Why this story matters:
Former Prime Minister Robert Fico has proposed a new "social package" -- free lunches for all elementary school pupils and children in the last year of kindergarten.
It has been four years since Fico announced that all children, students and pensioners would travel by train for free. It was one of the most popular of his government's initiatives. And although he is no longer prime minister, he is still head of Slovakia's most popular party, Smer-SD.
That is why many call this move populist, even though Fico is presenting this proposal as aid for all families (though he did not mention the Roma children).
However, experts and NGOs who are working with poor and Roma children are happy about the proposal because it could help children stay in school longer and learn better.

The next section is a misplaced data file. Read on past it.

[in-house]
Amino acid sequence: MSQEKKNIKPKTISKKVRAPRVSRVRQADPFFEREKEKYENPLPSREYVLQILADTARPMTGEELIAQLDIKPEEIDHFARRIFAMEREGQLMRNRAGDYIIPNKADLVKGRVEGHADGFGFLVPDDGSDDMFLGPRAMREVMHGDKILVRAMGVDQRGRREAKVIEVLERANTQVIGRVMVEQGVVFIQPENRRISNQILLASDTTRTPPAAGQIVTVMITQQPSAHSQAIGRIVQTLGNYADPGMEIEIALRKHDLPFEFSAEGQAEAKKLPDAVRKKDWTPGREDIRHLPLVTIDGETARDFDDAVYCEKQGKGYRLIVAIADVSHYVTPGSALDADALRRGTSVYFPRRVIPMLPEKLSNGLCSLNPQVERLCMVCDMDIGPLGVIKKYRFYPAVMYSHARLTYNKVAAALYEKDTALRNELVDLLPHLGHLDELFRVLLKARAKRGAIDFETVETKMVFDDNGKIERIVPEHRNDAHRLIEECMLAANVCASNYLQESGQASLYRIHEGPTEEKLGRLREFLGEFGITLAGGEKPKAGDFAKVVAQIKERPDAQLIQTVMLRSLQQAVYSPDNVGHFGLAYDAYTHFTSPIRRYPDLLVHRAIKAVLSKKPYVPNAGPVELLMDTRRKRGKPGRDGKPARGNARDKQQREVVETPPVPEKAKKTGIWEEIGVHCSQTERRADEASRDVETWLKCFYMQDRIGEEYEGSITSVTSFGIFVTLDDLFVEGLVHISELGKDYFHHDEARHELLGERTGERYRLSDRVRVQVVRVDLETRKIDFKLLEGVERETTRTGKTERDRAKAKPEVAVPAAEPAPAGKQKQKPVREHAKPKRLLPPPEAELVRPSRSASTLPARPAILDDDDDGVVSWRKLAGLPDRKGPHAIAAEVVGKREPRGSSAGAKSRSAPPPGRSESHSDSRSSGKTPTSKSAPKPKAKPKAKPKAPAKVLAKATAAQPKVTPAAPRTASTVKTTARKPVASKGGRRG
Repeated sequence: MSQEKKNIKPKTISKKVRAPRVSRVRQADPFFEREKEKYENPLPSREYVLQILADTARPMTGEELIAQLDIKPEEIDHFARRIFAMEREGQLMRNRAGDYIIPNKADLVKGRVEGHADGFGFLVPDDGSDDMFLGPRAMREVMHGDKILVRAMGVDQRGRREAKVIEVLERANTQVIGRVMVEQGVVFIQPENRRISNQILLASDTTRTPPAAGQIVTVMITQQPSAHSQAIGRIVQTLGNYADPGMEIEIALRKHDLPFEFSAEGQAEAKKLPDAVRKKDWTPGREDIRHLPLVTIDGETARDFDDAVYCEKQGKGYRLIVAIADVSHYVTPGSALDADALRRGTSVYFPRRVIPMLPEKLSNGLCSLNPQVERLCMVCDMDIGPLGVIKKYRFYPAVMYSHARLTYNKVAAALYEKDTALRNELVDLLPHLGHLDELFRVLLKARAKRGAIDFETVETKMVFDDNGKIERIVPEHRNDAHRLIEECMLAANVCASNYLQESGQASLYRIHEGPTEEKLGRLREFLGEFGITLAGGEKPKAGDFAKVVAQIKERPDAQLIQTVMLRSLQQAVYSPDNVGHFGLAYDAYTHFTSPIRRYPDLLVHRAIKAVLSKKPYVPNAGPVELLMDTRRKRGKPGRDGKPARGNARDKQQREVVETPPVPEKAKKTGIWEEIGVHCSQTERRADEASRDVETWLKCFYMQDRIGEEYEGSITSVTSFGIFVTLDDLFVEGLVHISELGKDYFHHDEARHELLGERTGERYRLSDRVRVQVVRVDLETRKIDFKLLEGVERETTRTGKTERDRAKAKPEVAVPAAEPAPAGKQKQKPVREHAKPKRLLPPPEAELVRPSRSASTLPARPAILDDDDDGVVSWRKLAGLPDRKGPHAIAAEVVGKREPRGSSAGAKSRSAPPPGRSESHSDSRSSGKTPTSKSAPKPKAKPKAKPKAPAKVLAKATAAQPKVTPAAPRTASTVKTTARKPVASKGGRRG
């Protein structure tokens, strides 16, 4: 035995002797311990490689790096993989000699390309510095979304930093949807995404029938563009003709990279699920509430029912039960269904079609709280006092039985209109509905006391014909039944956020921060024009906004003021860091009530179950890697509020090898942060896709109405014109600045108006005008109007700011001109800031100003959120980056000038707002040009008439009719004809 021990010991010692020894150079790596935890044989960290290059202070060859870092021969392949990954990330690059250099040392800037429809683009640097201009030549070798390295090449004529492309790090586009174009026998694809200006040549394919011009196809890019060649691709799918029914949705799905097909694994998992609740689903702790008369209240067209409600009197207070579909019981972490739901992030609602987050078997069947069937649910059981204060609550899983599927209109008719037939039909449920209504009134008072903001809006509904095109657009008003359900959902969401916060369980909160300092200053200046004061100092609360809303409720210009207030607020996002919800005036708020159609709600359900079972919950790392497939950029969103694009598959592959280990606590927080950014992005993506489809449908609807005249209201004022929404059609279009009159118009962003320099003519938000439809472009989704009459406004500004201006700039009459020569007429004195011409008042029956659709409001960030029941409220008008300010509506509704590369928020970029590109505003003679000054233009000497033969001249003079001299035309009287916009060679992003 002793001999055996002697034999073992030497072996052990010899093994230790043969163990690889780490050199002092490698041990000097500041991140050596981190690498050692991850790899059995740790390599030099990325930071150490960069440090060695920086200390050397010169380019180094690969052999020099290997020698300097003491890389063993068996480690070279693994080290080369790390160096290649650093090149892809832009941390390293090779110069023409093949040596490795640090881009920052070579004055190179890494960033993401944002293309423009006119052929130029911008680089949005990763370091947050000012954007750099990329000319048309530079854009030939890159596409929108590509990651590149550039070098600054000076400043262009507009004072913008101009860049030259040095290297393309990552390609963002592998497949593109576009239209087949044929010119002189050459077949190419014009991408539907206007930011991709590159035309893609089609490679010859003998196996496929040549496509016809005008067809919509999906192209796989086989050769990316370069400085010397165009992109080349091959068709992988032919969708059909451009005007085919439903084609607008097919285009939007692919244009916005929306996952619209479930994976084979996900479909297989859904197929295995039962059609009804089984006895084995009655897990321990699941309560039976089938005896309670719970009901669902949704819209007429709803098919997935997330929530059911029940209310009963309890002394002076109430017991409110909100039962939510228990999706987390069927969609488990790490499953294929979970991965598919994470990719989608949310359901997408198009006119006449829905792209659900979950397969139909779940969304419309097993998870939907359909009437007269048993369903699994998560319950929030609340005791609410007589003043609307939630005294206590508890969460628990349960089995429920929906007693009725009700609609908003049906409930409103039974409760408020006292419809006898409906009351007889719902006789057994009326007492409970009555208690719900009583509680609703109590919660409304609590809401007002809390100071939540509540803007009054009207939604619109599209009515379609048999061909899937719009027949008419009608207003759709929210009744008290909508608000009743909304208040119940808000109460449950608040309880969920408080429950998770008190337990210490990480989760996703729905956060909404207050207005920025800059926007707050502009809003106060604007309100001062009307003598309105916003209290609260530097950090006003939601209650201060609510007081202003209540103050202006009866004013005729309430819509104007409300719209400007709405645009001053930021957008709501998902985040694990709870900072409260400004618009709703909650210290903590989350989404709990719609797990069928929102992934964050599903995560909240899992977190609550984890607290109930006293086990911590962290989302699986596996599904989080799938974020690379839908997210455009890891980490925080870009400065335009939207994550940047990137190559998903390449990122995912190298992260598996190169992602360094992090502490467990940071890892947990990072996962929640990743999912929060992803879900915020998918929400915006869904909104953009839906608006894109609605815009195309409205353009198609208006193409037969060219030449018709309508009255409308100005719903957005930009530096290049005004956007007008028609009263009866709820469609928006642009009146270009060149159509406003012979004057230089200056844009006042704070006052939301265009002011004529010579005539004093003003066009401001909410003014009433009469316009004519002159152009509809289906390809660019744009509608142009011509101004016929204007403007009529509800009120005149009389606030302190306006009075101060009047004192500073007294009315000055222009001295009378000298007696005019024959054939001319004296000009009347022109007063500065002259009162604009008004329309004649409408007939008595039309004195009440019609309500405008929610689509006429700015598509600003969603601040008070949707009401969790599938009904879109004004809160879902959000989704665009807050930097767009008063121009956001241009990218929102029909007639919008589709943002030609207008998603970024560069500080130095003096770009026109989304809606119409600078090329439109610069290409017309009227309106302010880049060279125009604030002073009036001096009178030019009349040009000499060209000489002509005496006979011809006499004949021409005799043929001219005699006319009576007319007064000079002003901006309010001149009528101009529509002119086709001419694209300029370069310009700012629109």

World Bank research shows that school feeding programs can lead to increased educational achievement and school attendance -- especially for girls. They have also linked increased cognitive skills with the more nutritionally balanced meals that school can provide.
Details from the story:
- Free lunches are common in most of the Northern-European countries which have the best PISA (Program for International Student Assessment) results, but the prove a connection between free lunches and better results in these countries is not clear.
- The Roma population in Slovakia makes up about 8% of the population and many families live in poor conditions.
- Some school principals say that 106 million can be spent better than for free lunches -- for example, on school renovation or buying new books for pupils.
- Slovak students also have free week-long skiing courses and a week-long stay in the country organized by schools.